One of the best things about college is independence: you get to set your own rules, stay out as late as you want—and manage your own budget? Well, being independent isn’t always easy, especially when you have to worry about how much you’re spending on top of everything else. But some collegiettes find a way to live fabulous lives without breaking the bank, and luckily for you, Her Campus has tapped into their secrets. Read on to learn eight highly effective habits of money-saving collegiettes.
1. Motivate your savings.
Just got that weekly paycheck and ready to turn it into cash money? Not so fast, Lil’ Wayne. Set aside a reasonable portion of the money you earn for spending later. Truly effective money savers develop a system of doing this every time they earn. You’re never too old for a piggy bank, either: “Whenever I get change, I put it in my piggy bank,” says Tia Meyers from Quinnipiac University. “It ends up accumulating to a lot of money!”
Worried you won’t stick to the plan? Designate those savings for something leisure-related, like late-night takeout or bar money, so that you’ll want to save up. Same goes for the long-run: if your employer uses Direct Deposit, transfer some of your income from each pay period into your savings, and withdraw the rest for spending. Kelsey Damassa, a Boston College collegiette who works as a spin teacher and fitness assistant at the campus gym, splits it half-way: “I make sure to transfer half of my income each week into my savings. That way I still have some spending money, but save up a decent amount too!”
2. Keep receipts and keep track.
This one may seem like a no-brainer, but we don’t just mean making mental notes. Set a numerical budget and stick to it by keeping track of each transaction, either technologically or by old school pen-and-paper. “I have a document on my computer where I keep track of basically any money I spend that I’ve converted to an Excel spreadsheet,” shares Ohio University collegiette Jessica Salerno. “The big ones are bills and groceries, but it’s actually been helpful to make note of smaller things too.” For an even more convenient approach, try using an app like dgMoney for Android or Toshl for iPhone, both of which you can download for free. Then put all your diligent tracking to use by setting aside a time once a week to make sure your receipts match up with your bank account. As Jessica puts it, “[Keeping track] also helps me compare how well I’m doing with my monthly budget!” Not only will you catch any calculation errors in your account, but can also get a sense of your expenditure—whether you’re overspending or you could afford to spend a little more—and adjust accordingly.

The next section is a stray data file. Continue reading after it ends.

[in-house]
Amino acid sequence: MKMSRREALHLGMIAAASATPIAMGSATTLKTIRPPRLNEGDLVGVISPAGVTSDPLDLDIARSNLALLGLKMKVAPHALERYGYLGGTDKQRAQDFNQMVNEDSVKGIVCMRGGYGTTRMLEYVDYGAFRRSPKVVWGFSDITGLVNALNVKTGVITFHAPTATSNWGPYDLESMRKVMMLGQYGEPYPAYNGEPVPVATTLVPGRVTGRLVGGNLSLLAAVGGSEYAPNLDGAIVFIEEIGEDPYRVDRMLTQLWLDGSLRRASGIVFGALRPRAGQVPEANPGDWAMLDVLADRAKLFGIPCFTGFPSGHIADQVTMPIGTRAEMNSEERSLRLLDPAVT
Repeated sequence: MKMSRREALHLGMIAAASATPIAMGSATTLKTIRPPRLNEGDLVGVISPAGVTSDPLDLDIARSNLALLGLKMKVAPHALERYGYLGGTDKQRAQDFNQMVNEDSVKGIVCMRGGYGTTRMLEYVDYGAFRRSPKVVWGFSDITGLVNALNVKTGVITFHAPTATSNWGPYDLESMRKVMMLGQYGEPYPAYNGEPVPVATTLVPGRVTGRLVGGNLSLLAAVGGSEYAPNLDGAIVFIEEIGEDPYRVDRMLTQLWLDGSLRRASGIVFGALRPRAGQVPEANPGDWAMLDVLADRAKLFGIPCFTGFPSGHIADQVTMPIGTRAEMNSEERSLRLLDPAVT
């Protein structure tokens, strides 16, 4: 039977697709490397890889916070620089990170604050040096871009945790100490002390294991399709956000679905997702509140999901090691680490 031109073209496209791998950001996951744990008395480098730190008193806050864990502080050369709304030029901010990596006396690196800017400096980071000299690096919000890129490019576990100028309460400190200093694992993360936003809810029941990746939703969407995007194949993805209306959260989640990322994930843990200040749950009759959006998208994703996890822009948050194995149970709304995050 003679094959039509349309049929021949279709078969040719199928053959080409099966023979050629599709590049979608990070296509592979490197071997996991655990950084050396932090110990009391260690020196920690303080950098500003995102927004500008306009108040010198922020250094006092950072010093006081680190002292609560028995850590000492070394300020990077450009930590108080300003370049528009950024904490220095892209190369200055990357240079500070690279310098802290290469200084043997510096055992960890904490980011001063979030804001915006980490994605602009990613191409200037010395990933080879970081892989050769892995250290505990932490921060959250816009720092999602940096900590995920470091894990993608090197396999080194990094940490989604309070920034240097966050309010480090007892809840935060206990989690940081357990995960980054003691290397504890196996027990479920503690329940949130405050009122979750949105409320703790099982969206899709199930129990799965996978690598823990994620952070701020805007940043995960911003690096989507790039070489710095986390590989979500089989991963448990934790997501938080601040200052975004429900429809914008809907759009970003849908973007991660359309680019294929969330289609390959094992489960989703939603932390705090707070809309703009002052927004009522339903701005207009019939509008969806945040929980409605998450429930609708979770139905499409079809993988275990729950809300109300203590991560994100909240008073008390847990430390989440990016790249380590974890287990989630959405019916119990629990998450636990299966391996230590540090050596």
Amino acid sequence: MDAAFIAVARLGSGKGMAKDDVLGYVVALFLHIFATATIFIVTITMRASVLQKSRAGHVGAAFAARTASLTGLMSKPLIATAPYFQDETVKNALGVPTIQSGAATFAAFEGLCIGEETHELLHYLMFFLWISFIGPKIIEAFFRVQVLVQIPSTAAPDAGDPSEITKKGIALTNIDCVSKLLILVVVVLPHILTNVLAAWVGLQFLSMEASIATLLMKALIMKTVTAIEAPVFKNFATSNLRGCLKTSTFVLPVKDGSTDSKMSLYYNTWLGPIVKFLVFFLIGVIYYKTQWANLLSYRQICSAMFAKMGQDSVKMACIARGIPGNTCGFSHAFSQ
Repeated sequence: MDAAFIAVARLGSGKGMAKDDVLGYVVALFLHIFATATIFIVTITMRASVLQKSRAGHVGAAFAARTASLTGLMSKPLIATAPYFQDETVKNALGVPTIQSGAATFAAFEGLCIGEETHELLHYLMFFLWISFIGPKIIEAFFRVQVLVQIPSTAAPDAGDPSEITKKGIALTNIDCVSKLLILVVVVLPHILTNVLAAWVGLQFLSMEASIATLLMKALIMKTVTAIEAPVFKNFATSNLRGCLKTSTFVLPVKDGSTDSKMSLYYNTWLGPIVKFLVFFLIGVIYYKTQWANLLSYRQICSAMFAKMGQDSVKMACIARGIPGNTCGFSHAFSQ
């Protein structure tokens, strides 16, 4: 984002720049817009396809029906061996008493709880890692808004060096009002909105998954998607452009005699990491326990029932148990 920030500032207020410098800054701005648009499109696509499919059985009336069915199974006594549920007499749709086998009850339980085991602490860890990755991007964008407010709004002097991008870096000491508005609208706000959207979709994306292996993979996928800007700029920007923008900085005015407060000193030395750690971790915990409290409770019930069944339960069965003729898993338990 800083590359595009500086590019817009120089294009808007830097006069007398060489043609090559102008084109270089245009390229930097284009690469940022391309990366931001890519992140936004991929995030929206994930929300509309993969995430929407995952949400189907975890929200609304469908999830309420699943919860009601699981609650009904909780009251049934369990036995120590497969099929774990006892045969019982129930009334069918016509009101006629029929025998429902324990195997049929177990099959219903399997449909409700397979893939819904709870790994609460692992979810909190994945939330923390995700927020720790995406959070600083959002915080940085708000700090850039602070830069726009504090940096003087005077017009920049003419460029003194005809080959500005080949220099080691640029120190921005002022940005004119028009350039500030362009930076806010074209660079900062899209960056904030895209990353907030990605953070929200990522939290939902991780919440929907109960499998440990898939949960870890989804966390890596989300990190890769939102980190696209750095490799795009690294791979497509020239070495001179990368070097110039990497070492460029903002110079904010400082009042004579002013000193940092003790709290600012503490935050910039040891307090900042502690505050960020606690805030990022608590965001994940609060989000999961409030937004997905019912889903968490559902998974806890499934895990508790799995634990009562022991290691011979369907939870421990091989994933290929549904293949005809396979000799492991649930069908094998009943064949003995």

3. Buy used books and sell them back.
Books are by far one of the largest investments college students have to make, and the most inconvenient thing is just that—you have to get them. You can, of course, try checking out books from the campus library, but if you don’t want to deal with the hassle of constantly renewing them, check out sites like Neebo, BookRenter, College Book Renter and Chegg. All offer a variety of ways to save money on your course load, including buying, renting or selling your textbooks. If you decide to buy your books, whether from a store or online, buy them used and buy them early—do not wait until quantity is low and prices are soaring. You’re only a few clicks away from getting excellent discounts on books that will arrive early, too.
Already bought your books for this semester? Don’t forget to get that money back when you’re done with them: at the end of the term, sell your books back to your campus bookstore, a buyback program, Amazon or a friend. Tap into your entrepreneurial skills if you need to by sending out an email, setting a Facebook status or tweeting about it—chances are, someone else has to take Psych 101 next semester and could use the discount.
4. Sale away!
Clothing stores know what they’re doing when they put the brand new clothes on display, but don’t ignore those messy sale racks on the side! What may seem like a pile of unwanted cargo next to that fashionably dressed mannequin is actually a treasure mine for your new outfits—just a little cheaper. Take the time to filter through racks of on-sale clothing or check out your local thrift store. It may take a little more effort to find what you want, but chances are it’ll pay off—literally. Being web-savvy helps in this respect as well: “I always go on RetailMeNot.com for discounts while online shopping,” says Nicole Echeverria, a student at Wake Forest University. “It’s been a lifesaver.” Nicole is on the right track; there are innumerable sites like Retail Me Not, including HauteLook, Rent the Runway, the eBay Fashion Vault, Rue LaLa, ideeli and Bluefly. Also be sure to check out the Sale sections of Far Fetch and Amazon’s ShopBop, both of which offer discounts of up to 70 percent off.
Most sites require that you create an account or provide a valid email address, but providing that information is imperative to finding awesome deals, so the registration is definitely worthwhile! Since there are so many options, it’s a good idea to get a feel for each before choosing which to register with—sites like Zappos and 6pm, for instance, are especially useful for finding shoes on sale—from semi-formal pumps to comfier options for strolling around campus.